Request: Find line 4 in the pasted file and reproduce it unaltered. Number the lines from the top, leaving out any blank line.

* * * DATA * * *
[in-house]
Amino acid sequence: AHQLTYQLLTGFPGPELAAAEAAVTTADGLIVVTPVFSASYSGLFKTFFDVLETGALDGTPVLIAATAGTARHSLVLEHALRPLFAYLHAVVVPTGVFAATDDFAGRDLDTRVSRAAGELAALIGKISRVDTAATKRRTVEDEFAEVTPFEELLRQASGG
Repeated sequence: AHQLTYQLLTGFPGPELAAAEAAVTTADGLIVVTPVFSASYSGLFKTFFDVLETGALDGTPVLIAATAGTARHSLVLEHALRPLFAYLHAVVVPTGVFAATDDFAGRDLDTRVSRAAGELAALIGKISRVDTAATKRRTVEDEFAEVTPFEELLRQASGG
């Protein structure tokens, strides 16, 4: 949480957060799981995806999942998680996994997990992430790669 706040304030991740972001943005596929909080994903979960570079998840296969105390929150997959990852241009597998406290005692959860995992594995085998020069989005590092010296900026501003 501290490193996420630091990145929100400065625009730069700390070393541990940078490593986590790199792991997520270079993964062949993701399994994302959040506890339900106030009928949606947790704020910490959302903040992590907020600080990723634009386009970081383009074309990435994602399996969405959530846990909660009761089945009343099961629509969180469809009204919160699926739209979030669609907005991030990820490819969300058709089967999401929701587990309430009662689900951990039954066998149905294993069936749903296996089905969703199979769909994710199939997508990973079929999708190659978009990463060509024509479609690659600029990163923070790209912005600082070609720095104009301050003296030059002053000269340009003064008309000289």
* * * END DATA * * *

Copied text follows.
């Protein structure tokens, strides 16, 4: 949480957060799981995806999942998680996994997990992430790669 706040304030991740972001943005596929909080994903979960570079998840296969105390929150997959990852241009597998406290005692959860995992594995085998020069989005590092010296900026501003 501290490193996420630091990145929100400065625009730069700390070393541990940078490593986590790199792991997520270079993964062949993701399994994302959040506890339900106030009928949606947790704020910490959302903040992590907020600080990723634009386009970081383009074309990435994602399996969405959530846990909660009761089945009343099961629509969180469809009204919160699926739209979030669609907005991030990820490819969300058709089967999401929701587990309430009662689900951990039954066998149905294993069936749903296996089905969703199979769909994710199939997508990973079929999708190659978009990463060509024509479609690659600029990163923070790209912005600082070609720095104009301050003296030059002053000269340009003064008309000289």